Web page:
• (B) an ethylene-(meth)acrylic acid copolymer based ionomer resin having the material hardness of 50 or greater and 70 or less and
    • (C) other polymer may be used. Examples of the other polymer (C) include
    • (C1) a thermoplastic elastomer containing a styrene block other than that described in (A) above,
    • (C2) an ionomer resin other than that described in (B) above,
    • (C3) a thermoplastic polyurethane elastomer,
    • (C4) a thermoplastic polyamide elastomer,
    • (C5) a thermoplastic polyester elastomer and
    • (C6) a thermoplastic polyolefin elastomer.
  • [0060]
    Specific examples of the thermoplastic elastomer (C1) containing a styrene block other than that described in (A) above include “Epofriend® A1010”, a trade name by Daicel Chemical Industries; “Septon HG-252”, a trade name by Kuraray Co., Ltd.; and “Rabalon® SJ5400N”, “Rabalon® SJ6400N”, “Rabalon® SJ7400N”, “Rabalon® SJ8400N”, “Rabalon® SJ9400N” and “Rabalon® SR04”, trade names by Mitsubishi Chemical Corporation.
  • [0061]
    Specific examples of the ionomer resin (C2) other than that described in (B) above include “Himilan AM7316”, a trade name by Du Pont-MITSUI POLYCHEMICAL Co., Ltd.; “Surlyn® 6320”, “Surlyn® 8120”, “Surlyn® 8320” and “Surlyn® 9320”, trade names by Dupont; and “IOTEK 7520”, a trade name by Exxon Corporation.
  • [0062]
    Examples of the thermoplastic polyurethane elastomer (C3) include “Kuramiron”, a trade name by Kuraray Co., Ltd., and specific examples thereof include “Kuramiron 9180” and “Kuramiron 9195”. Examples of other thermoplastic polyurethane elastomer (C3) include “Elastolan”, a trade name by BASF Polyurethane Elastomers Co., Ltd., and specific examples thereof include “Elastolan ET880” and “Elastolan ET890”.
  • [0063]
    Examples of the thermoplastic polyamide elastomer (C4) include “Pebax”, a trade name by Toray Industries, Inc., and specific examples thereof include “Pebax 2533”.
  • [0064]
    Examples of the thermoplastic polyester elastomer (C5) include “Hytrel®”, a trade name by Du Pont-TORAY Co., LTD., and specific examples thereof include “Hytrel® 4047”, “Hytrel® 4767” and “Hytrel® 5557”. Examples of other thermoplastic polyester elastomer (C5) include “Primalloy®”, a trade name by Mitsubishi Chemical Corporation, and specific examples thereof include “Primalloy® A1500”.
  • [0065]
    Examples of the thermoplastic polyolefin elastomer (C6) include “Milastomer®”, a trade name by Mitsui Chemicals, Inc., and specific examples thereof include “Milastomer® M4800NW”. Examples of other thermoplastic polyolefin elastomer (C6) include “TPE”, a trade name by Sumitomo Chemical Co., Ltd., and specific examples thereof include “TPE 3682” and “TPE 9455”.
  • [0066]
    When the other polymer (C) is used in the mid layer 6, the amount is preferably equal to or less than 10 parts by weight per 100 parts by weight of the entire base polymer. In other words, total amount of the thermoplastic elastomer containing a styrene block having the material hardness of less than 10 (A) and the ethylene-(meth)acrylic acid copolymer based ionomer resin having the material hardness of 50 or greater and 70 or less (B) is preferably equal to or greater than 90 parts by weight per 100 parts by weight of the entire base polymer.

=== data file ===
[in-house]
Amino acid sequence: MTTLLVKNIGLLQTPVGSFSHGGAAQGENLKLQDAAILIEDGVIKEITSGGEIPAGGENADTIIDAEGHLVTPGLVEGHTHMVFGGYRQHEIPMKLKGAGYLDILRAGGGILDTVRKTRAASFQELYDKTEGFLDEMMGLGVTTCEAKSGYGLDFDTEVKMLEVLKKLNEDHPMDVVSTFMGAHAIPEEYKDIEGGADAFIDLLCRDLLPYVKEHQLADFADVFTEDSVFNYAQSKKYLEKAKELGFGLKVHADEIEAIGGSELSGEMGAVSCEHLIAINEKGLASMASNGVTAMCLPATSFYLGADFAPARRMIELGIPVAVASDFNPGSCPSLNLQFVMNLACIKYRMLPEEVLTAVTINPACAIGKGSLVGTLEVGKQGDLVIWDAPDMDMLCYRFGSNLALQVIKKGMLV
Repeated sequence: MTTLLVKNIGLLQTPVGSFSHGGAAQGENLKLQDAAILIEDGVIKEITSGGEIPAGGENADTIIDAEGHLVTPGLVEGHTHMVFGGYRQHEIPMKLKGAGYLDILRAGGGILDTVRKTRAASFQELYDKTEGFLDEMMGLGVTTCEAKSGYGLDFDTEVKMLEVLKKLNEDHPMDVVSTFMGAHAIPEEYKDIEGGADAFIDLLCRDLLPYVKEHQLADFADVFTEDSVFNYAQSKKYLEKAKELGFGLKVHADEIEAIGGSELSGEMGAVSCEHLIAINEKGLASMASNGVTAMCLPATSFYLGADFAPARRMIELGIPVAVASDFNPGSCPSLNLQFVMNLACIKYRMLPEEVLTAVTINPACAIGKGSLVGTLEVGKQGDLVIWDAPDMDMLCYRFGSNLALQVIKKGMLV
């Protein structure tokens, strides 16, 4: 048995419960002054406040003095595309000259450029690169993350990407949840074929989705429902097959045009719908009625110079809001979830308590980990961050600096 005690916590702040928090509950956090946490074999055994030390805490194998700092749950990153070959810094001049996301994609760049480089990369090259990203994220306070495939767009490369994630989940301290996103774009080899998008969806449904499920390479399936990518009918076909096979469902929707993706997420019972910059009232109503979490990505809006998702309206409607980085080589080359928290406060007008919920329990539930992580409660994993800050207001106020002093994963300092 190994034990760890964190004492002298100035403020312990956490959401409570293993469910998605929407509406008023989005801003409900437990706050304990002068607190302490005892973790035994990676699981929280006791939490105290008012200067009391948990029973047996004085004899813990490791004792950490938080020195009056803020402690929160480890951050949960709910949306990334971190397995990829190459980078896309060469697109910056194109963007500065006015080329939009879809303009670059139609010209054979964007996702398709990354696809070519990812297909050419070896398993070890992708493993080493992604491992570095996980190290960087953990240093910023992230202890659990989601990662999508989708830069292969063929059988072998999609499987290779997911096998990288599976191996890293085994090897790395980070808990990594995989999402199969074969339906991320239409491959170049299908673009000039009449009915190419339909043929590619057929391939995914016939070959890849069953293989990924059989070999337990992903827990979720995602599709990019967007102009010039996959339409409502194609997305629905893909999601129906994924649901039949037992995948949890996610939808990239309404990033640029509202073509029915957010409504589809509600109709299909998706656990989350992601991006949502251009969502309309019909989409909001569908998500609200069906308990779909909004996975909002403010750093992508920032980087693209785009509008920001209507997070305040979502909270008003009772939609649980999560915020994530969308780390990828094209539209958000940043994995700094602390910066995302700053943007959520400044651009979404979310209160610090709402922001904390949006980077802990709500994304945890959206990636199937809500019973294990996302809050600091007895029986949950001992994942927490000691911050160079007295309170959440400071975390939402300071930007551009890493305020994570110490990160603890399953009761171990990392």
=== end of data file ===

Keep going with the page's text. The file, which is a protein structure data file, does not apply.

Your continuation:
• [0067]
    To the mid layer 6 may be blended a filler, a dispersant, a coloring agent and the like in an adequate amount as needed. The mid layer 6 may be blended with powder of a highly dense metal such as tungsten, molybdenum or the like for the purpose of adjusting the specific gravity.
  • [0068]
    Hardness Hm of the mid layer 6 is less than 40. This mid layer 6 is soft. This mid layer 6 is responsible for the feel at impact of the golf ball 2. According to the golf ball 2 having this mid layer 6, a deformation behavior upon impact with a driver is optimized. On behalf of the optimal deformation behavior, initial spin rate is suppressed, thereby elevating the flight distance. In light of the feel at impact and flight performance, the hardness Hm is more preferably equal to or less than 30, and particularly preferably equal to or less than 25. In light of the resilience performance and durability of the golf ball 2, the hardness Hm is more preferably equal to or greater than 5.
  • [0069]
    Thickness Tm of the mid layer 6 is equal to or less than 1.2 mm. When the thickness Tm is beyond the above range, the resilience performance of the golf ball 2 may become insufficient. In this respect, the thickness Tm is more preferably equal to or less than 1.1 mm, and particularly preferably equal to or less than 1.0 mm. When the thickness Tm is too small, insufficient feel at impact of the golf ball 2 may be experienced, and the initial spin may be excessive. In this respect, the thickness Tm is preferably equal to or greater than 0.3 mm, and particularly preferably equal to or greater than 0.5 mm.
  • [0070]
    For the cover 8 are used
    • (A) a thermoplastic elastomer containing a styrene block having the material hardness of less than 10 and
    • (B) an ethylene-(meth)acrylic acid copolymer based ionomer resin having the material hardness of 50 or greater and 70 or less as a base polymer, similarly to the mid layer 6. Both components are excellent in compatibility, and admixed at the molecular level. This cover 8 is responsible for the durability and resilience performance of the golf ball 2.
  • [0073]